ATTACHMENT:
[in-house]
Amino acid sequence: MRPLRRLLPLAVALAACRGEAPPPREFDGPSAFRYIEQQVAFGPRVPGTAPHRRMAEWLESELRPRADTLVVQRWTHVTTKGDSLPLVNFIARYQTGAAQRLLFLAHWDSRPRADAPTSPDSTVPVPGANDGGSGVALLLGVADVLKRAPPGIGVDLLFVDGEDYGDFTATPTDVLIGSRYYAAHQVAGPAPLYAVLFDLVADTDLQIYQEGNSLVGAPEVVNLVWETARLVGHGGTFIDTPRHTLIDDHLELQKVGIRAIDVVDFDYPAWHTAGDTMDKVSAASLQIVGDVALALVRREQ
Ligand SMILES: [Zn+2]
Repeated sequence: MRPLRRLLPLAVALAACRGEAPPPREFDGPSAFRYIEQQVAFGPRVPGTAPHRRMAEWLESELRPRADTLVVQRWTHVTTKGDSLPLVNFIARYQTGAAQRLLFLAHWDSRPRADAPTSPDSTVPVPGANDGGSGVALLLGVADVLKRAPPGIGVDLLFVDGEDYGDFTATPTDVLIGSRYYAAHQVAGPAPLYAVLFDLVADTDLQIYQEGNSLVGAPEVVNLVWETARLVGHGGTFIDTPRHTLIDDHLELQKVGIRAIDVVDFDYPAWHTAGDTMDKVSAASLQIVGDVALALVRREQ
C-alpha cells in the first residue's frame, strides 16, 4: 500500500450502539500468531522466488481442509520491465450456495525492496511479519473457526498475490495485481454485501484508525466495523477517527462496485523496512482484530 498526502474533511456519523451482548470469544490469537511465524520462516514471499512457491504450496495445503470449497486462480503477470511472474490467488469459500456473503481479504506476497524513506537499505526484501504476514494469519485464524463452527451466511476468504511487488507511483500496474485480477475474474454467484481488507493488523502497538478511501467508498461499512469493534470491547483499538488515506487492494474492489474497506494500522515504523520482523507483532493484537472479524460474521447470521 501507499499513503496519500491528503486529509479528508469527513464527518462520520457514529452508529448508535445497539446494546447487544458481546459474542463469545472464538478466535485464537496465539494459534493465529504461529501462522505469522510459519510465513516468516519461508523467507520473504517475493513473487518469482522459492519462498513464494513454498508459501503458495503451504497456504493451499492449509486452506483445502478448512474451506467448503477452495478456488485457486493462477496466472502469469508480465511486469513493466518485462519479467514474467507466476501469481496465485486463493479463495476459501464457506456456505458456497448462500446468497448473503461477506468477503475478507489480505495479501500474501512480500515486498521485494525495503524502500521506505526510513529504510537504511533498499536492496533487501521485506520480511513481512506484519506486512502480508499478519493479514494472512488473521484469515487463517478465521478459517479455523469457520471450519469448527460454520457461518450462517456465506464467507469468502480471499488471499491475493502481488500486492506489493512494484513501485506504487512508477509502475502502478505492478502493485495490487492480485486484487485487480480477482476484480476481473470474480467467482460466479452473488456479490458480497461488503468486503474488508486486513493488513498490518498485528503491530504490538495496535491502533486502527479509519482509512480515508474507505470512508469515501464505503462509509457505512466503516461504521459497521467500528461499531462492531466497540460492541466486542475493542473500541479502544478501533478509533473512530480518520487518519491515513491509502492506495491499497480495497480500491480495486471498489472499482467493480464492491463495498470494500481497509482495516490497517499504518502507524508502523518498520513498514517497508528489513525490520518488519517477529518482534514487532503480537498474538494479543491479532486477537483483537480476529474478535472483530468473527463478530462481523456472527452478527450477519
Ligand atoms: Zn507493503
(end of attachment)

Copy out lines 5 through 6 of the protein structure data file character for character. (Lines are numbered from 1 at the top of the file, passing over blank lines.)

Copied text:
C-alpha cells in the first residue's frame, strides 16, 4: 500500500450502539500468531522466488481442509520491465450456495525492496511479519473457526498475490495485481454485501484508525466495523477517527462496485523496512482484530 498526502474533511456519523451482548470469544490469537511465524520462516514471499512457491504450496495445503470449497486462480503477470511472474490467488469459500456473503481479504506476497524513506537499505526484501504476514494469519485464524463452527451466511476468504511487488507511483500496474485480477475474474454467484481488507493488523502497538478511501467508498461499512469493534470491547483499538488515506487492494474492489474497506494500522515504523520482523507483532493484537472479524460474521447470521 501507499499513503496519500491528503486529509479528508469527513464527518462520520457514529452508529448508535445497539446494546447487544458481546459474542463469545472464538478466535485464537496465539494459534493465529504461529501462522505469522510459519510465513516468516519461508523467507520473504517475493513473487518469482522459492519462498513464494513454498508459501503458495503451504497456504493451499492449509486452506483445502478448512474451506467448503477452495478456488485457486493462477496466472502469469508480465511486469513493466518485462519479467514474467507466476501469481496465485486463493479463495476459501464457506456456505458456497448462500446468497448473503461477506468477503475478507489480505495479501500474501512480500515486498521485494525495503524502500521506505526510513529504510537504511533498499536492496533487501521485506520480511513481512506484519506486512502480508499478519493479514494472512488473521484469515487463517478465521478459517479455523469457520471450519469448527460454520457461518450462517456465506464467507469468502480471499488471499491475493502481488500486492506489493512494484513501485506504487512508477509502475502502478505492478502493485495490487492480485486484487485487480480477482476484480476481473470474480467467482460466479452473488456479490458480497461488503468486503474488508486486513493488513498490518498485528503491530504490538495496535491502533486502527479509519482509512480515508474507505470512508469515501464505503462509509457505512466503516461504521459497521467500528461499531462492531466497540460492541466486542475493542473500541479502544478501533478509533473512530480518520487518519491515513491509502492506495491499497480495497480500491480495486471498489472499482467493480464492491463495498470494500481497509482495516490497517499504518502507524508502523518498520513498514517497508528489513525490520518488519517477529518482534514487532503480537498474538494479543491479532486477537483483537480476529474478535472483530468473527463478530462481523456472527452478527450477519
Ligand atoms: Zn507493503